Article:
Market Trends

Subprime Crisis Metastasizes to Fleet Resale Market

April 21, 2008

by Mike Antich - Also by this author

 By Mike Antich 

An average end-of-service fleet sedan is three years old with60,000-plus miles. The resale market for these used vehicles encompasses diversedemographics. However, in most cases, the dealers who buy fleet vehicles atauction will ultimately resell them to someone of limited financial means. Inmany cases, these buyers have less than stellar credit and may only qualify fora subprime auto loan.

Since the onset of the subprime crisis, loan approvalsfor these customers are more difficult. In fact, for all levels of new- andused-car buyers – prime, near prime, and subprime – the share of loan applicationseventually approved are down versus a year ago.

“Hardest hit, not surprising,are subprime buyers whose loan approval rate fell from nearly 68 percent toabout 57 percent,” said Art Spinella of CNW Marketing Research. Or phrased anotherway, almost one out of two subprime buyers were unable to get an auto loan. Independentdealers are finding it more difficult to fund subprime buyers due to the numberof institutions they need to shop to find a lender. “For subprime borrowers, ittook 5.6 institutions compared to 4.2 a year ago,” said Spinella. “There is nodoubt that CY2008 will be a tough year.”

Skittish Asset-Backed Securities Market

Today’s credit crunch was a hot topic at the American FinancialServices Association (AFSA) 12th annual Vehicle Finance Conference heldlast February in San Francisco.The source of today’s challenges is skittish investors in the asset-backedsecurities market, which started in the subprime mortgage market, but has sinceexpanded to the automotive retail finance market. If the asset-backed securities market isn’tdoing well, there is a decreased appetite for loans.

Banks are reluctant tolend, even as their cost of funds declines, because they are short onliquidity, are more risk averse, demand a higher risk premium, and need toincrease profits to rebuild balance sheets. Also, more lenders are putting capson how low a FICO score they’re willing to fund, often above the threshold ofsubprime borrowers. Turner Acceptance Corp., which finances auto loans to subprimeborrowers, is now “increasing its review of loans by requiring additional crosscheckingon all parts of a loan, including references,” said CEO Jonathon Levin.

The unknown is long-term impact on lower-priced, high-mileagefleet units. “These vehicles are often sold with some sort of dealer-providedfinancing and, thus, escaped some of the turmoil caused by lenders tighteningcredit standards,” said Tom Webb, chief economist for Manheim Consulting, in the April 2008 issue of Manheim Consulting's Auto Industry Brief newsletter. “In addition,dealers servicing the subprime market often found it necessary to lower theprice point within their inventory mix to accommodate the less-than-favorableretail financing terms available to their customers.”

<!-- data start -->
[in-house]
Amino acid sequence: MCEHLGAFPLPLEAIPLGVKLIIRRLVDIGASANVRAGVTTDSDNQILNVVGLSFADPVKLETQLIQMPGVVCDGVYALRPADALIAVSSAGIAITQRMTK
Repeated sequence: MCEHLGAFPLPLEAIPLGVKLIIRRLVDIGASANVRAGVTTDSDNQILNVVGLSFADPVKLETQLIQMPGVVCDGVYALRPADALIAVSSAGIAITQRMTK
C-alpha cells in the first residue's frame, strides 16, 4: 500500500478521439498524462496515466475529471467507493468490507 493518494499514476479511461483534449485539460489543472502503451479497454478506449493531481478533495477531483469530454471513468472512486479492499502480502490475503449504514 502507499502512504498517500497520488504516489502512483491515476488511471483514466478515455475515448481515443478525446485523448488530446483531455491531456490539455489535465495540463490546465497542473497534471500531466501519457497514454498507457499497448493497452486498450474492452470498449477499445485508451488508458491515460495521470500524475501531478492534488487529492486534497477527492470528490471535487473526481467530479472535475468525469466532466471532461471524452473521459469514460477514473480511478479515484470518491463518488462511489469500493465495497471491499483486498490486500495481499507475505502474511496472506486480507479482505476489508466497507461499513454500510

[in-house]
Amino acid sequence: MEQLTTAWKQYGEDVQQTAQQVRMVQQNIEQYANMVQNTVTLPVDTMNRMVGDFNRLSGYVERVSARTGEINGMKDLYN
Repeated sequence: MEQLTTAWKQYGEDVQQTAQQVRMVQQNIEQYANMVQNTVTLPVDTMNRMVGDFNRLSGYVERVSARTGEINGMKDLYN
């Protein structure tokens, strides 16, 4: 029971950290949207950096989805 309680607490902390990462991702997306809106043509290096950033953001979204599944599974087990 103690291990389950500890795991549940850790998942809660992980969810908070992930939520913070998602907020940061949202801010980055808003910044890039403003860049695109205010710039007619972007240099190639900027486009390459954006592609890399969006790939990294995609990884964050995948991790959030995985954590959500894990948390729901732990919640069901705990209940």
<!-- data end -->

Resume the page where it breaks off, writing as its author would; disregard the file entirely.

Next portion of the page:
An even graver concern is the unemployment rate. If the unemploymentrate increases and consumer credit worsens, Fitch Ratings expects repossessionsto rise as well. So far this year, repossessions are at a 10-year high. Theseadditional vehicles in the automotive wholesale market put additional downwardpressure on used-vehicle prices, which Fitch anticipates to continue throughout2008. However, this is a two-edged sword. “For example, average auction pricesfor midsized commercial cars were pushed higher in March as some companiesde-fleeted relatively new units as a result of employee layoffs,” said Webb.

Another market force is constrained household budgets. “Energycosts of gasoline, home heating, and cooling will continue to drain money fromconsumer budgets and slow consumer spending,” said Paul Taylor, chief economistfor the National Automobile Dealers Association, at the NADA’s annual conference.

In addition, the ongoing slowdown in new-home construction broughton by the subprime crisis has softened buyer demand for used pickups andfull-size vans. Trucks, work trucks in particular, have been affected by thehousing slowdown, which is hurting contractors who generally buy these used vehicles.

With softer resale prices, there is increased emphasis to sellused vehicles to employees. Companies are expanding sales beyond drivers toother employees, family members, friends, and the surrounding community. Somefleets market used vehicles to the employees of other companies. The competitivebidding environment of an auction is the best way to establish a vehicle’s true market value; however, this is a wholesale value. Employee sales, if pricedabove wholesale, help to mitigate market softness.

Allowing the Correction to Occur

There are still plenty of buyers of used fleet vehicles, but thebuying pool is contracting, which puts downward pressure on resale values. Thegood news, according to Standard & Poor’s, is the challenges facing the autolending market shouldn’t last too long because of the category’s strong fundamentals.

“Don’t panic; we’ve been through credit cycles like this before,”said John William Snow, chairman of Cerberus Capital Management LP, in akeynote address at the Vehicle Finance Conference. “We’re going through a majorcorrection. The important thing is that the correction be allowed to occur.”

Let me know what you think.

[email protected]

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Mike Antich

Editor and Associate Publisher

Mike has covered fleet management and remarketing for more than 20 years and entered the Fleet Hall of Fame in 2010.

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